I'd note that "two square feet" can be ambiguous. I don't know when the firm distinction between "two square feet" (2 sqft, 1.4×1.4 feet if square) and "two feet square"/"two foot square" (4 sqft, 2×2 feet) developed. [I'm also not confident the distinction exists for the general public, but it seems rare to encounter that confusion among more educated (the white-collar professionals I interact with most).]

    Running the numbers at 4sqft per person, and assuming that only about 1/4 of the semicircle could be occupied (given the buildings), you would get 175,000 in an unobstructed semicircle to Front Street, or maybe 40,000 given the buildings.

    On the other hand, if Franklin assumed people would only be on the two streets directly adjacent to the speaker, you would have two streets of about 1000' x 30', or 60,000 sqft — 30,000 people at 2 sqft per person.

  10. Rubrick said,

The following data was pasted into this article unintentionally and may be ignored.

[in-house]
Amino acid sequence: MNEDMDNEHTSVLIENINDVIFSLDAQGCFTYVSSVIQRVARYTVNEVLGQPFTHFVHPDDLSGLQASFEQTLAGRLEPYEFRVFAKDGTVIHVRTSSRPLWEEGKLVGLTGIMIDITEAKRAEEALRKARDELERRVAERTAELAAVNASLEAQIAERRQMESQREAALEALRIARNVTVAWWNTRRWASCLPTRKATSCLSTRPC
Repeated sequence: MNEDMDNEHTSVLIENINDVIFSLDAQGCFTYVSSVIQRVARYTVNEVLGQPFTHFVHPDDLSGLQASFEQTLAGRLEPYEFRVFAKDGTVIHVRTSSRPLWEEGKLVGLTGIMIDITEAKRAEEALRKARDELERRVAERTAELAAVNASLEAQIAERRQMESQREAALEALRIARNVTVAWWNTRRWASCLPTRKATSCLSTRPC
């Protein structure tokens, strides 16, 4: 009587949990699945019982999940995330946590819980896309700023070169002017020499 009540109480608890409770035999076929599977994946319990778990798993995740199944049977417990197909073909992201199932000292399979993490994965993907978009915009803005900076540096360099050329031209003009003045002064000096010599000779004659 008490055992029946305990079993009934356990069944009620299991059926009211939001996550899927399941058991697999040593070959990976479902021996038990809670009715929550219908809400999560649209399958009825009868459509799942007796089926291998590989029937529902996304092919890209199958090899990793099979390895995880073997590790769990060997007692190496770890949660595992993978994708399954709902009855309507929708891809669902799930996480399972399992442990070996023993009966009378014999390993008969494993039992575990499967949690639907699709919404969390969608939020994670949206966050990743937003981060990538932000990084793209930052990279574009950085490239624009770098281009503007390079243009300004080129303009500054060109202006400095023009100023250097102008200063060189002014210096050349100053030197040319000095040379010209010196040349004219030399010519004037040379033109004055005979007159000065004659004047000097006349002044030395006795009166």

June 23, 2012 @ 4:59 pm

    I'm more inclined to believe an explanation like Kevin's than that Franklin was just being sloppy. While not a mathmetician per se, Franklin was a pretty meticulous scientist by the standards of the day. I find it hard to believe he'd confuse radius and diameter (and then commit the error to print!)

  11. marie-lucie said,

    June 23, 2012 @ 5:05 pm

    auditories

    The French word this rare word seems to be based on is auditoire (m.) 'audience' (= gathering of listeners). French audience (f.) means literally 'hearing', as in a 'sitting' of judges during a trial, or a meeting (public or private) with the Pope or a similar figure.

  12. peterv said,

    June 23, 2012 @ 6:13 pm

    "Auditor" is still in common use for an audience-member undertaking assessment of university student presentations (London, UK). The word implies a role more active than "spectator".